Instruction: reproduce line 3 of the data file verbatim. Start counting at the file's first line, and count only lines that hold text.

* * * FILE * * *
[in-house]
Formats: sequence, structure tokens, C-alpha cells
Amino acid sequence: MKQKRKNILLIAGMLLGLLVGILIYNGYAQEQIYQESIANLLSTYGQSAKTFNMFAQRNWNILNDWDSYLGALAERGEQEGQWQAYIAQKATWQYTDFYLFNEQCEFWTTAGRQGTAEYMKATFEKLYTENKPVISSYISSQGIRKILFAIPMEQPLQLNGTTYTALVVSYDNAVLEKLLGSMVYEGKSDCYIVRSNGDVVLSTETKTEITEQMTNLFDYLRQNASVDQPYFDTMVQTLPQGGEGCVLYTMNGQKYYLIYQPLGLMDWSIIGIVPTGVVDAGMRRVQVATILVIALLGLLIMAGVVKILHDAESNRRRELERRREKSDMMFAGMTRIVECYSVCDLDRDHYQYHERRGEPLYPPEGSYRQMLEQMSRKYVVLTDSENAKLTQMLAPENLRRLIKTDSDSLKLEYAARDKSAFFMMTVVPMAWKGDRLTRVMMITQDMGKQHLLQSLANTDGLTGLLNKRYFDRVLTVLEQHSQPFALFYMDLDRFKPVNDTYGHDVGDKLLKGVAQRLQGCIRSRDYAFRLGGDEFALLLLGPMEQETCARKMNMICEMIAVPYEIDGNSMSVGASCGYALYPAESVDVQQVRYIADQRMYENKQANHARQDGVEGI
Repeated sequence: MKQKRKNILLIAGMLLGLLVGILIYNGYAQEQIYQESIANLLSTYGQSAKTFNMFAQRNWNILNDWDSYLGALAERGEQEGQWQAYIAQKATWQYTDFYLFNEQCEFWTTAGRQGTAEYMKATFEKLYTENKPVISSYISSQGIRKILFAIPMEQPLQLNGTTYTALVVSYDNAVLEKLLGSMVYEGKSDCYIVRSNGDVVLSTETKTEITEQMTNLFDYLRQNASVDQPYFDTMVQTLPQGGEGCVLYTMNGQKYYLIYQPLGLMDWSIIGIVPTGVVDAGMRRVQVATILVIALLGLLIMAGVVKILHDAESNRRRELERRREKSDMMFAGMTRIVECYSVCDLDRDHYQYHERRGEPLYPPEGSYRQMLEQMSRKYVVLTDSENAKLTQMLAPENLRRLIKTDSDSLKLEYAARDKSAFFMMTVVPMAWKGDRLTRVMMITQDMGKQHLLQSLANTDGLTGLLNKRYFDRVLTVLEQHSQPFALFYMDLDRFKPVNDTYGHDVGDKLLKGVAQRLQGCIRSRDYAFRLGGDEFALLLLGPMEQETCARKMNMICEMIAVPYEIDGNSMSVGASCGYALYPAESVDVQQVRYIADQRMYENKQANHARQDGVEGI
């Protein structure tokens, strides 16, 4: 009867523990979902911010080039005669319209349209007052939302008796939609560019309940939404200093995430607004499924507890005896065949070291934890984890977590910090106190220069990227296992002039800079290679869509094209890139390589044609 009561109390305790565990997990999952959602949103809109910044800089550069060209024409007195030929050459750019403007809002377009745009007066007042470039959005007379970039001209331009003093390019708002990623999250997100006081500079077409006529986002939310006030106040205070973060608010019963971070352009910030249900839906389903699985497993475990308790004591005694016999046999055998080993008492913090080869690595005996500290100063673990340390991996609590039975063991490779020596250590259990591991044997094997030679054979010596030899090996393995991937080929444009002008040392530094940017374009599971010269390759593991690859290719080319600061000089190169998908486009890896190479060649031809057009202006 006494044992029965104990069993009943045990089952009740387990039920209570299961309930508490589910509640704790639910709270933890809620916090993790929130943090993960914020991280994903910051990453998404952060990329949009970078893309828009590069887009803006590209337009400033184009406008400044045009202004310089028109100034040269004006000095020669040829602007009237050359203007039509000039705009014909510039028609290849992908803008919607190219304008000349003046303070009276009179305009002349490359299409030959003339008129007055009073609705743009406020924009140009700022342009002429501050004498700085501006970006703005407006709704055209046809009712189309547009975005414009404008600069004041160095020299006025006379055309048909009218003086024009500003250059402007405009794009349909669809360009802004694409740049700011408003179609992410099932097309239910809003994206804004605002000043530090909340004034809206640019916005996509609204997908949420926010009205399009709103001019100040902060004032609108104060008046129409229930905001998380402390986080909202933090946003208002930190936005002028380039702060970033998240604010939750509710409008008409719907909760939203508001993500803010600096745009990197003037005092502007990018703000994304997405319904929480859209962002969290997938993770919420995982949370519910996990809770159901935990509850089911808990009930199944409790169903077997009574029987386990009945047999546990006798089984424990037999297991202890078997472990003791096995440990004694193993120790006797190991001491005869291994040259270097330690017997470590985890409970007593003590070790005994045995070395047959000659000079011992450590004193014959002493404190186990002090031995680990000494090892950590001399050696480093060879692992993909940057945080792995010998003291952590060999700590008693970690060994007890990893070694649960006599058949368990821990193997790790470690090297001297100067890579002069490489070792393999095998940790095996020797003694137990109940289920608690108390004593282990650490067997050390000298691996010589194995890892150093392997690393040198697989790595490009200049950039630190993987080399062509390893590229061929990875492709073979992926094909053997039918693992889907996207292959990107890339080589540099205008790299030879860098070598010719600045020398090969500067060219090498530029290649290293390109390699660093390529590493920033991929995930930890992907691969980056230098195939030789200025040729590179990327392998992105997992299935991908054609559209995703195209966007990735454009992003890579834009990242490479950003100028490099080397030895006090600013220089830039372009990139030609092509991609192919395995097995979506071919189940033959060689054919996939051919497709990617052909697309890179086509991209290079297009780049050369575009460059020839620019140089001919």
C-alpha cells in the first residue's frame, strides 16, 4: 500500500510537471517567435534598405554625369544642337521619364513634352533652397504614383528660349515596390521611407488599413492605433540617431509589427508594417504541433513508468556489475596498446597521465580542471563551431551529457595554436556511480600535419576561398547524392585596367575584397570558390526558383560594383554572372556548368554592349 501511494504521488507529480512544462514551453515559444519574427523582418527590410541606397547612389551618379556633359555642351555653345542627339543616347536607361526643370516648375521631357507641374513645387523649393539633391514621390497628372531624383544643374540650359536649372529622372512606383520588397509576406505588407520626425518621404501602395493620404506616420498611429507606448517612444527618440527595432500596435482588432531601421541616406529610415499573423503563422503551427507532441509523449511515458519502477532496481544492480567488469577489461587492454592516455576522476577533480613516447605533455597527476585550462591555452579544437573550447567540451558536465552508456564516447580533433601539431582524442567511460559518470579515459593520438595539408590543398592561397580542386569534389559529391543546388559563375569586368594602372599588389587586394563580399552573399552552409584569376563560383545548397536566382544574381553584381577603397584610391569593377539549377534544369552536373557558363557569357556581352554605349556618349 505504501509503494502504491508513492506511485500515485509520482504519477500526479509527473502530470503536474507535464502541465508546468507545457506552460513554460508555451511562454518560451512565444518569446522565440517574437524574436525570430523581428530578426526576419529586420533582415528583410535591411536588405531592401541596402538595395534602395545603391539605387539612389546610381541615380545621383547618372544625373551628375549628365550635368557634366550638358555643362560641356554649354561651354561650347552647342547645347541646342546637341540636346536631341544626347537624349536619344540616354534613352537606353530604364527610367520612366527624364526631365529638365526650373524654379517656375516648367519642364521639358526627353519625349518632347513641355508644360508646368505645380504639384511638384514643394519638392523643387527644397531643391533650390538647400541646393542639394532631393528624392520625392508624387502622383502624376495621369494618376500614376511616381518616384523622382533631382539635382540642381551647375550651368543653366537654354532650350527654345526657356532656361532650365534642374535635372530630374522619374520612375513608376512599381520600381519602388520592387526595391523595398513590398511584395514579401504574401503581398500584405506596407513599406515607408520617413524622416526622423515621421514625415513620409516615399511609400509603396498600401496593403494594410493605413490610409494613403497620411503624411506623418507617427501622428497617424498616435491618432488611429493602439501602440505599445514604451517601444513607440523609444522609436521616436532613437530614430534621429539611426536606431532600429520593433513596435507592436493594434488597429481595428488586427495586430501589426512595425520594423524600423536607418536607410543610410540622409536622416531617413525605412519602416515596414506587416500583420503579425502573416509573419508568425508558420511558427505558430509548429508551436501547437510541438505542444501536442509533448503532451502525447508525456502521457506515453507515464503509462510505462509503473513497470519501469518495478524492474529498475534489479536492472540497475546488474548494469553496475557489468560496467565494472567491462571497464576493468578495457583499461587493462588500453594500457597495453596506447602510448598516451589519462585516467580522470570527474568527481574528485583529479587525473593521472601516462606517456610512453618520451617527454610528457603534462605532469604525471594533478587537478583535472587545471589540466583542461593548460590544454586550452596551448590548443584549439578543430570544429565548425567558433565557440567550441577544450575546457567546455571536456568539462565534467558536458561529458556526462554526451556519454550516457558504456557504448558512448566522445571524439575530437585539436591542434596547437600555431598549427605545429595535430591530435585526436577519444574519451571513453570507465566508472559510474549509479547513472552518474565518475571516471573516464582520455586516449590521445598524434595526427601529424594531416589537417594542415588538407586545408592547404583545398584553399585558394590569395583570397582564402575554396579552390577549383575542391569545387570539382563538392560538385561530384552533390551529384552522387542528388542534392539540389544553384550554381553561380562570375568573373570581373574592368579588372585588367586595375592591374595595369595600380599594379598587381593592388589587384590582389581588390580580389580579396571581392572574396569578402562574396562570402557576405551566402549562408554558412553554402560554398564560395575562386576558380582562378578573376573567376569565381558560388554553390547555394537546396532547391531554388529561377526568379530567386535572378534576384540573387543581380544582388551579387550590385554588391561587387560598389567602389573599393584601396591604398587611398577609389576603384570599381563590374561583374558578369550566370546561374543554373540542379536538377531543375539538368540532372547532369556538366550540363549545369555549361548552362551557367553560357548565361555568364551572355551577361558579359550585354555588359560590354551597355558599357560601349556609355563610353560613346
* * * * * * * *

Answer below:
Amino acid sequence: MKQKRKNILLIAGMLLGLLVGILIYNGYAQEQIYQESIANLLSTYGQSAKTFNMFAQRNWNILNDWDSYLGALAERGEQEGQWQAYIAQKATWQYTDFYLFNEQCEFWTTAGRQGTAEYMKATFEKLYTENKPVISSYISSQGIRKILFAIPMEQPLQLNGTTYTALVVSYDNAVLEKLLGSMVYEGKSDCYIVRSNGDVVLSTETKTEITEQMTNLFDYLRQNASVDQPYFDTMVQTLPQGGEGCVLYTMNGQKYYLIYQPLGLMDWSIIGIVPTGVVDAGMRRVQVATILVIALLGLLIMAGVVKILHDAESNRRRELERRREKSDMMFAGMTRIVECYSVCDLDRDHYQYHERRGEPLYPPEGSYRQMLEQMSRKYVVLTDSENAKLTQMLAPENLRRLIKTDSDSLKLEYAARDKSAFFMMTVVPMAWKGDRLTRVMMITQDMGKQHLLQSLANTDGLTGLLNKRYFDRVLTVLEQHSQPFALFYMDLDRFKPVNDTYGHDVGDKLLKGVAQRLQGCIRSRDYAFRLGGDEFALLLLGPMEQETCARKMNMICEMIAVPYEIDGNSMSVGASCGYALYPAESVDVQQVRYIADQRMYENKQANHARQDGVEGI